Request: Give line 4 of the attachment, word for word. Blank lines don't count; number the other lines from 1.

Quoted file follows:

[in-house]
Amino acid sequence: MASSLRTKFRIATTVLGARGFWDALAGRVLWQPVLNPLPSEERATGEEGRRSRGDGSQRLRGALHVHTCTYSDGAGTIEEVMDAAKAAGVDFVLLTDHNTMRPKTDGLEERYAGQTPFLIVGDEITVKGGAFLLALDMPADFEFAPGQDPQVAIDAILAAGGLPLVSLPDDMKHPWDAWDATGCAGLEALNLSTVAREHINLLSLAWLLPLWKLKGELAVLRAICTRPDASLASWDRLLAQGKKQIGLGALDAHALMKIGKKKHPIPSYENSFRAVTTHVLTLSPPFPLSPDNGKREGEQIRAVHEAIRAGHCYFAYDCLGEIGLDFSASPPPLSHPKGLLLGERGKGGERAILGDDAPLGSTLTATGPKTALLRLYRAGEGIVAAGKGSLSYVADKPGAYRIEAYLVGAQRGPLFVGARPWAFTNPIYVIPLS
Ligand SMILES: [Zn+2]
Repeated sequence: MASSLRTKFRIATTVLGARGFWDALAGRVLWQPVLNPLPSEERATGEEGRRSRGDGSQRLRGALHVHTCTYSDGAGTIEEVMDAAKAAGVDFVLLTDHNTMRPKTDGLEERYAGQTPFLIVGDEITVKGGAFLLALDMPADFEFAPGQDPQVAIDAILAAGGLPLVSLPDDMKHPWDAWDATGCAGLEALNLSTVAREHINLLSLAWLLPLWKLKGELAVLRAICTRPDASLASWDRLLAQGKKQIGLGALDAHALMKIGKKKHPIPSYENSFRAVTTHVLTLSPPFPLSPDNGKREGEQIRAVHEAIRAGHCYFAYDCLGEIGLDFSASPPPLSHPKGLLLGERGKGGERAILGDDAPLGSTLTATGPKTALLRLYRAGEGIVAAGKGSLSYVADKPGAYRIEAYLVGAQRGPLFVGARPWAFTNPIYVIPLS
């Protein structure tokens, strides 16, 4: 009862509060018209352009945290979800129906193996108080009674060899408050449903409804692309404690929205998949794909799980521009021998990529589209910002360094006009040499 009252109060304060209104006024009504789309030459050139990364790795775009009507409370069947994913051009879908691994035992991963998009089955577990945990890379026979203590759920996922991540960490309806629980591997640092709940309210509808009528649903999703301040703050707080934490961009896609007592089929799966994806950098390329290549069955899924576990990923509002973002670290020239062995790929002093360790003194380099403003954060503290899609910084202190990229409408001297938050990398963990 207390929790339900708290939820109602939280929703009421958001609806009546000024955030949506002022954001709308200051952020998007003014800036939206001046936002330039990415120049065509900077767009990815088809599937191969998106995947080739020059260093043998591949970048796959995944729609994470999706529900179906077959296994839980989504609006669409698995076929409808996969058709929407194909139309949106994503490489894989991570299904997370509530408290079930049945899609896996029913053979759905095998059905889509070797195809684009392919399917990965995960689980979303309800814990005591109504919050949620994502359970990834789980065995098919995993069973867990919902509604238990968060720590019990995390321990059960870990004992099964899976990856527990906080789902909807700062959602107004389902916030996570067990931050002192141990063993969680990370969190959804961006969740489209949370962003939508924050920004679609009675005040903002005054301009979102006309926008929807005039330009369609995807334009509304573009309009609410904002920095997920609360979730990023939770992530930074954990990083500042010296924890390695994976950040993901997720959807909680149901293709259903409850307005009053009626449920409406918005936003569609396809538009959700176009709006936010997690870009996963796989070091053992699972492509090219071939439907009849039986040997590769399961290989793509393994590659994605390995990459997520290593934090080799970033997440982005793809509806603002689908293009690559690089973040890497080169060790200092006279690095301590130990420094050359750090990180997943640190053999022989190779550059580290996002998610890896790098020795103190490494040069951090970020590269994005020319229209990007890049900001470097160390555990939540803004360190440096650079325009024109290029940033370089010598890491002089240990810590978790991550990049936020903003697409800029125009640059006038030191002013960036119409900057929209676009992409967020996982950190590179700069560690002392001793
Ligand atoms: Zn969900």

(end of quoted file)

Repeated sequence: MASSLRTKFRIATTVLGARGFWDALAGRVLWQPVLNPLPSEERATGEEGRRSRGDGSQRLRGALHVHTCTYSDGAGTIEEVMDAAKAAGVDFVLLTDHNTMRPKTDGLEERYAGQTPFLIVGDEITVKGGAFLLALDMPADFEFAPGQDPQVAIDAILAAGGLPLVSLPDDMKHPWDAWDATGCAGLEALNLSTVAREHINLLSLAWLLPLWKLKGELAVLRAICTRPDASLASWDRLLAQGKKQIGLGALDAHALMKIGKKKHPIPSYENSFRAVTTHVLTLSPPFPLSPDNGKREGEQIRAVHEAIRAGHCYFAYDCLGEIGLDFSASPPPLSHPKGLLLGERGKGGERAILGDDAPLGSTLTATGPKTALLRLYRAGEGIVAAGKGSLSYVADKPGAYRIEAYLVGAQRGPLFVGARPWAFTNPIYVIPLS